Feffer may have been holding out in expectation of a squad car, waiting for the police to save him. It was hard otherwise to explain his resistance. Considering the Negro's strength--his crouching, squeezing, intense animal pressing-power, the terrific swelling of the neck and the tightness of the buttocks as he rose on his toes. In straining alligator shoes! In fawn-colored trousers! With a belt that matched his necktie--a crimson belt! How consciousness was lashed by such a fact!
"Eisen!" said Sammler, furious.
"I ask you to do something."
"Let them do something." He motioned with the baize bag to the bystanders. "i only came forty-eight hours ago."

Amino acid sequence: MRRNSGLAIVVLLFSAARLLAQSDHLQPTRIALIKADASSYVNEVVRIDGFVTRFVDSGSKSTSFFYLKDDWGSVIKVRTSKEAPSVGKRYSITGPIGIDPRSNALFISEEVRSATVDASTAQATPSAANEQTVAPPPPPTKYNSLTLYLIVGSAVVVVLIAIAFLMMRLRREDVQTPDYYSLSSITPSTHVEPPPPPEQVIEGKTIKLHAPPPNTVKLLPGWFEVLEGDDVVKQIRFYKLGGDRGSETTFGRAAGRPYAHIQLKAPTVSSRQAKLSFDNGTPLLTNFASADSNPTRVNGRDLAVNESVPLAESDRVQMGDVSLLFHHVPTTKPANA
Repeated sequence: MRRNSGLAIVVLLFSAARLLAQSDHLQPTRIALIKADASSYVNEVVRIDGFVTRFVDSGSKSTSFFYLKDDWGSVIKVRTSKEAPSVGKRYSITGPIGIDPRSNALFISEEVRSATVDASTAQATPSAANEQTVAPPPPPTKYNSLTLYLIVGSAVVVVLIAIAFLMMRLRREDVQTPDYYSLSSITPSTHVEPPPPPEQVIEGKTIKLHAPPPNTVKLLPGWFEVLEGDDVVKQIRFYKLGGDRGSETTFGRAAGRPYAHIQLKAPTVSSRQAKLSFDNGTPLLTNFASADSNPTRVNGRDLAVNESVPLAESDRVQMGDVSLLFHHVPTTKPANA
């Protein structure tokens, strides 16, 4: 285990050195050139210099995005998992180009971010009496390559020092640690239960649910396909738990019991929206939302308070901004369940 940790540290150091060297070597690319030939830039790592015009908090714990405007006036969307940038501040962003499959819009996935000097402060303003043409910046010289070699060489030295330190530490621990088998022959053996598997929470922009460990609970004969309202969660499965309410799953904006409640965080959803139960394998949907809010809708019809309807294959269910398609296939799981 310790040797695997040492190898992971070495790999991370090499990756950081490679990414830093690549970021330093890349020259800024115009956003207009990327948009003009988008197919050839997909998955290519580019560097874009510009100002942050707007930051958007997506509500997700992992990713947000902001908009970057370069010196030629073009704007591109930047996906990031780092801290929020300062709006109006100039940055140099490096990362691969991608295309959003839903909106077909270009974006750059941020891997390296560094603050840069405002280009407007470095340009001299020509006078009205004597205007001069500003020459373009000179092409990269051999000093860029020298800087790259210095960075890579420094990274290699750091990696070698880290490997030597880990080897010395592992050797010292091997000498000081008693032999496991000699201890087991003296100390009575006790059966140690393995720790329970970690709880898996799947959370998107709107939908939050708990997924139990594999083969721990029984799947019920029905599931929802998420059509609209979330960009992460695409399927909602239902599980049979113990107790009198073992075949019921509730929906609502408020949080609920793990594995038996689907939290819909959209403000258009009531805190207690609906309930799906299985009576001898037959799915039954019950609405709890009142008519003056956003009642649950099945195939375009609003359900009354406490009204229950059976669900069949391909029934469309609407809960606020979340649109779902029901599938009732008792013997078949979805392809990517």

Again Mr. Sammler turned to the crowd, staring hard. Wouldn't anyone help? So even now--now, still!--one believed in such things as help. Where people were, help might be. It was an instinct and a reflex. (An unexasparated hope?) So, briefly examining faces, passing from face to face to face among the people along the curb--red, pale swarth, lined taut or soft, grim or adream, eyes bald-bue, iodine-redding, coal-seam black--how strange a quality their inaction had. They were expecting gratification, oh! at last! of teased, cheated, famished needs. Someone was going to get it! Yes. And the black faces? A similar desire. Another side. But the same. Though there was nothing to hear, Sammler had the sense that something was barking away. Then it struck him that what united everybody was a beatitude of presence. As if it were--yes--blessed are the present. They are here and not here. They are present while absent. So they were waiting in that ecstatic state. What a supreme privilege! And there was only Eisen to break up the fight. Whcih was, after all, an odd sort of fight. Sammler did not beliee that the black man would choke Feffer into unconsciousness; he would only go on squeezing, screwing the collar tighter until Feffer surrendered the Minox. Of course, there was always a chance that he might strike him, pull a knife, stab him. But there was something worse here than this event itself, namely, the feeling that stole over Sammler.